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Changing For Good

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In 1987, a UN World Commission on Environment and Development report — ‘Our Common Future' (Brundtland Report) — laid the basis for the concept of sustainability. It focused on intergenerational equity, for now and in the future. In 2002, the Johannesburg Summit redefined the concept with three core areas: environmental sustainability, economic growth and social equity. It wanted to ensure that these areas were recognised, as developing countries were upset about the focus on sustainability, which many felt would limit growth.

Now, at the Rio+20 conference (to be held to June 2012), they will be revisiting sustainable development. But some countries are mistakenly opposing this. They think these goals could be used to bypass principles of equity and "common but differentiated" responsibilities. But these can be used to highlight inequities in the system and force industrialised countries to come up with the financing that has always been promised.

India needs to be really pushing here. It needs to push for scientific data as well. What does it say about the 2 degree C target? How can one be so blase about it? It is a huge amount. We are looking at 4 degree C and it is not going to be a linear rise in temperature. This is going to have huge implications on the ecosystem. The gap in transmitting information to the public is not unique to climate issues. It is part and parcel of development itself. For example, the previous regime in the US used uncertainties in the economic model to not make any policies. But ‘no policy' is by itself a policy. Climate policy is really about socio-economic development that has an impact on climate. It is about the implications of development on climate and its impact on the policies you undertake in response to climate change. The concept of what constitutes climate and the response to it also have to be wider. You also need an anticipatory work plan as well. Whether one likes it or not, government departments and ministries exist in silos. Given that, we need to make sure that there is strong inter-sectoral policy coordination at critical junctures, especially at district and state levels. Then we will not have a situation where multiple climate policies are working at cross purposes. Subsidies are also crucial. It is not about yanking them away. We have to look at the nature of the social safety net that needs to be created to absorb the welfare shock from removal of subsidies.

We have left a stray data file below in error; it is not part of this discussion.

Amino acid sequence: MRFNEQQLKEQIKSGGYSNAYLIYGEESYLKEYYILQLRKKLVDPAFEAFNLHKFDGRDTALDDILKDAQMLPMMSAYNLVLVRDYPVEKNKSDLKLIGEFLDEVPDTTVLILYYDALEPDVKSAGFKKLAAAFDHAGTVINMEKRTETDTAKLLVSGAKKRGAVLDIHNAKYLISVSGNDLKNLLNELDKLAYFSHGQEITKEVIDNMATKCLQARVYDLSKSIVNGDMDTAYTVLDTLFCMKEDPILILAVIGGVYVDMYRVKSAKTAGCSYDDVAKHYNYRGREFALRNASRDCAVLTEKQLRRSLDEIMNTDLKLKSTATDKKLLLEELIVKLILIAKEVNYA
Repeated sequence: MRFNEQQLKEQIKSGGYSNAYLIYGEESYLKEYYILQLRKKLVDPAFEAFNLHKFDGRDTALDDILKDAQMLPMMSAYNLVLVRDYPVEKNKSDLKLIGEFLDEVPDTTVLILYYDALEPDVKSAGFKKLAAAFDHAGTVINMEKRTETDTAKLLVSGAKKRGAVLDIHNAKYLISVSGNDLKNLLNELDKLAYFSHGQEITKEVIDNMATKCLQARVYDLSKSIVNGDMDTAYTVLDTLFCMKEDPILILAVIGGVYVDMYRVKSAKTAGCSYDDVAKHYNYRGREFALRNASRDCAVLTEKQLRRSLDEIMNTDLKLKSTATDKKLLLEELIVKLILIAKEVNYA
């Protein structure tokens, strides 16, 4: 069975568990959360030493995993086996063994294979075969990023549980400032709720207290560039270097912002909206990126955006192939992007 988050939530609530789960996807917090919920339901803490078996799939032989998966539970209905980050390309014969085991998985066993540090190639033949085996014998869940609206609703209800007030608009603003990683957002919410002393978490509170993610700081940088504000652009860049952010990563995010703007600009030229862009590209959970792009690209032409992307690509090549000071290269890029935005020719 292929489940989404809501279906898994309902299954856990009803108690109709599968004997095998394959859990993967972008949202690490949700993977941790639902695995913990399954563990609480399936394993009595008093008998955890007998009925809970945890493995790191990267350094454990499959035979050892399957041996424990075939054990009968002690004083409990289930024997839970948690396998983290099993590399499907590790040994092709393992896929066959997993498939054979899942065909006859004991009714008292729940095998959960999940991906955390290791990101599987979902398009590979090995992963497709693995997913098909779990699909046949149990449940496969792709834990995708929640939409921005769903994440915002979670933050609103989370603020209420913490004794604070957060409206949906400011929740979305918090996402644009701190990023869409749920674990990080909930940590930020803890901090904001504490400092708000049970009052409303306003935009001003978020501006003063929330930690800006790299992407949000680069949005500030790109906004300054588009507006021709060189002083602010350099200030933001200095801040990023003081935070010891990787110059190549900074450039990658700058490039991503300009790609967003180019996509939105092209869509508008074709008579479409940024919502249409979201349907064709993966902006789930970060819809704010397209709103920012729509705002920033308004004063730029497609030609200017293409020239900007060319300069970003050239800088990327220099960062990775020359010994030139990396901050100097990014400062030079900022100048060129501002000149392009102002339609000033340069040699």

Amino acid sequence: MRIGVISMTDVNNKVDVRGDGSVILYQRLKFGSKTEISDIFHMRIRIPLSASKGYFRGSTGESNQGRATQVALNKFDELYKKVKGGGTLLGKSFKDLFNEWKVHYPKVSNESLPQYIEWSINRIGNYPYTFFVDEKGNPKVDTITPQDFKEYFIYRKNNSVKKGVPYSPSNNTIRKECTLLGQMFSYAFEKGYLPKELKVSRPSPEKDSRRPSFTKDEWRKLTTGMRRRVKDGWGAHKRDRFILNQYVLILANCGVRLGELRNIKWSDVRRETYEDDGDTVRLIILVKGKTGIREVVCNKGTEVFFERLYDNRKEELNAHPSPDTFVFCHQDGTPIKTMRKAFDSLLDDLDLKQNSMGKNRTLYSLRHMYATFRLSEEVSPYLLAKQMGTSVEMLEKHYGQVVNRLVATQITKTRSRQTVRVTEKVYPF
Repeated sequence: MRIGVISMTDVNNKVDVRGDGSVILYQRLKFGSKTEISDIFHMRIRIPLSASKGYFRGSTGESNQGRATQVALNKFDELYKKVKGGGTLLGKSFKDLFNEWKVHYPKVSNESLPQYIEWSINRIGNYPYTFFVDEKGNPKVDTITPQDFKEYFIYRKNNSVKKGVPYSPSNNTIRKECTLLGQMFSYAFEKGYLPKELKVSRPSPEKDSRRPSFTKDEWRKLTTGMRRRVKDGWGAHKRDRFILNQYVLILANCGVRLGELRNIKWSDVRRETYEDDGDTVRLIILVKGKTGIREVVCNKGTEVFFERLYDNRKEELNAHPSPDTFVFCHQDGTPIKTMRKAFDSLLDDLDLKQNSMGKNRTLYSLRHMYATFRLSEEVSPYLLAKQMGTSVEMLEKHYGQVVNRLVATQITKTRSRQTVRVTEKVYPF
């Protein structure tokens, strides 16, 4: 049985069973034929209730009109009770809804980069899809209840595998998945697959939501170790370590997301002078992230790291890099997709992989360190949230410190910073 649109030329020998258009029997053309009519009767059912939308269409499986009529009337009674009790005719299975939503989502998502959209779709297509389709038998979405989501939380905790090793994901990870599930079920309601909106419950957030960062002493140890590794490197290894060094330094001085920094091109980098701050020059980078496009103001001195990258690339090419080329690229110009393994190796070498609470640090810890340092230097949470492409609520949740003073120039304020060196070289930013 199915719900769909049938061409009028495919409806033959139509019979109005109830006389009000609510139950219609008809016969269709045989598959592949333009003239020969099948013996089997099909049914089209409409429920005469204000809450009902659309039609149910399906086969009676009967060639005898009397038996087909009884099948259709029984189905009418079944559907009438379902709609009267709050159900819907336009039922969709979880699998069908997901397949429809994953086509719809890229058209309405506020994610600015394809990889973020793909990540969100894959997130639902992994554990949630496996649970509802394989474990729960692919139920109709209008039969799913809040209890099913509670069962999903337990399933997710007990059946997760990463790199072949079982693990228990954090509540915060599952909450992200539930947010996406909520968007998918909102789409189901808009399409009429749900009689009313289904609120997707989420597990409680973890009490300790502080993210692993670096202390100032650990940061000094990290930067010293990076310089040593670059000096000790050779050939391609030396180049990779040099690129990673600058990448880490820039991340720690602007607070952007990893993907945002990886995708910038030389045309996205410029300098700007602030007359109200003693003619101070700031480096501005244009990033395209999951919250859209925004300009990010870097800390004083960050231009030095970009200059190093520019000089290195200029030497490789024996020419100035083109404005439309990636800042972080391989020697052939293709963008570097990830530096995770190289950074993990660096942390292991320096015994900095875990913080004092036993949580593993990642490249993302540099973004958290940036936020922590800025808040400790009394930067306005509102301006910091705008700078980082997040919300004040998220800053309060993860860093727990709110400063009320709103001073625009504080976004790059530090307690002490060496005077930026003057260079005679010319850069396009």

The eight missions under India's National Action Plan on Climate Change are impressive. These are based on what is going to happen 100 years from now. I would like to see how resilient critical infrastructure is in India now. What would happen in extreme events? Too many times when people talk about adaptation, they only focus on climate as the dynamic, as though the rest of it is static — what I call development nirvana. That is not the case at all. India is seeing massive population movement, resource intensification, changes in farming patterns and job structures in urban areas. Once you have looked at the vulnerability and new infrastructure requirements, add to it the population trajectory or the urbanising trend. What else should be the combined infrastructure? What happened in Mumbai (flooding) was because of climate change as well as designs which were 100 years old.

You can also look at this in terms of engaging new areas of opportunity. Indian entrepreneurs are innovative in spotting new areas. There are huge opportunities in many industries whether it's through improving efficiency in buildings, fuel and so on. The same holds for agriculture. Businesses protest when things are changing and say they need stability of policy. But the fact is they got into the business at the time of change. So they should not fear policy changes as long as they are reasonable and have scientific backing.

Now, there is a lot of emphasis on financial institutions in the West to change. For example, in New York and California, they are forcing insurance firms to reveal plans for extreme climate events. The green insurance companies have been at the forefront of climate risk evaluation. And investors want to figure out if their funds are safe. This is how the finance industry is becoming savvy about the risk and opportunities from changing climate. As for financial institutions in India, I do not know. Also, it makes no sense to talk about local commons (resources) versus global commons. The tragedy of the commons can happen at any level. And biophysically and socio-economically, they are all connected. We no longer have the freedom to say it is within our national boundaries.
Someshwar is director, climate policy, at the Earth Institute, Columbia University. (As told to Yashodhara Dasgupta)

(This story was published in Businessworld Issue Dated 27-02-2012)